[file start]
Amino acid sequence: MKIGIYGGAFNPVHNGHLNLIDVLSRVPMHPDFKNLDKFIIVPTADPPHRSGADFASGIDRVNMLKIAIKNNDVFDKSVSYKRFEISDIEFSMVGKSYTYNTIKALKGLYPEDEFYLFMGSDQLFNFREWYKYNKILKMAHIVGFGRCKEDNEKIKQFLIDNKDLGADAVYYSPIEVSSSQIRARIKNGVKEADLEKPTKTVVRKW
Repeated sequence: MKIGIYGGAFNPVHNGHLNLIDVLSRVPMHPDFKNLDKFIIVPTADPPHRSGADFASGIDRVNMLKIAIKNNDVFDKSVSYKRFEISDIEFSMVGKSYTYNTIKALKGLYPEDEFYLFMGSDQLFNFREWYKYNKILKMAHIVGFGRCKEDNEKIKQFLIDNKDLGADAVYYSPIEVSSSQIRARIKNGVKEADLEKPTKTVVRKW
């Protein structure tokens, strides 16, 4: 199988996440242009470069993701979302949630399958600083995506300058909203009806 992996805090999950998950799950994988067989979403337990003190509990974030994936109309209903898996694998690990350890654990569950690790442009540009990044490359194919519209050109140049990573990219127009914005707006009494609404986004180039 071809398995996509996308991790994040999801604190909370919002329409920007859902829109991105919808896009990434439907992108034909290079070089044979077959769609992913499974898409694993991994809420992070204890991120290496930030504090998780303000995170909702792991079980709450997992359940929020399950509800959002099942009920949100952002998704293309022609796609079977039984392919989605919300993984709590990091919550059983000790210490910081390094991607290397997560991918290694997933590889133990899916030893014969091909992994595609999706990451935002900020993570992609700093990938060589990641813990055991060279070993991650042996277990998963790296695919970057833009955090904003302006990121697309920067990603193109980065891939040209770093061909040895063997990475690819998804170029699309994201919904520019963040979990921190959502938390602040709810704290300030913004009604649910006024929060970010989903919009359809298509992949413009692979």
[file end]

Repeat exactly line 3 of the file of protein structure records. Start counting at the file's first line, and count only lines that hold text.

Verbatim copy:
């Protein structure tokens, strides 16, 4: 199988996440242009470069993701979302949630399958600083995506300058909203009806 992996805090999950998950799950994988067989979403337990003190509990974030994936109309209903898996694998690990350890654990569950690790442009540009990044490359194919519209050109140049990573990219127009914005707006009494609404986004180039 071809398995996509996308991790994040999801604190909370919002329409920007859902829109991105919808896009990434439907992108034909290079070089044979077959769609992913499974898409694993991994809420992070204890991120290496930030504090998780303000995170909702792991079980709450997992359940929020399950509800959002099942009920949100952002998704293309022609796609079977039984392919989605919300993984709590990091919550059983000790210490910081390094991607290397997560991918290694997933590889133990899916030893014969091909992994595609999706990451935002900020993570992609700093990938060589990641813990055991060279070993991650042996277990998963790296695919970057833009955090904003302006990121697309920067990603193109980065891939040209770093061909040895063997990475690819998804170029699309994201919904520019963040979990921190959502938390602040709810704290300030913004009604649910006024929060970010989903919009359809298509992949413009692979």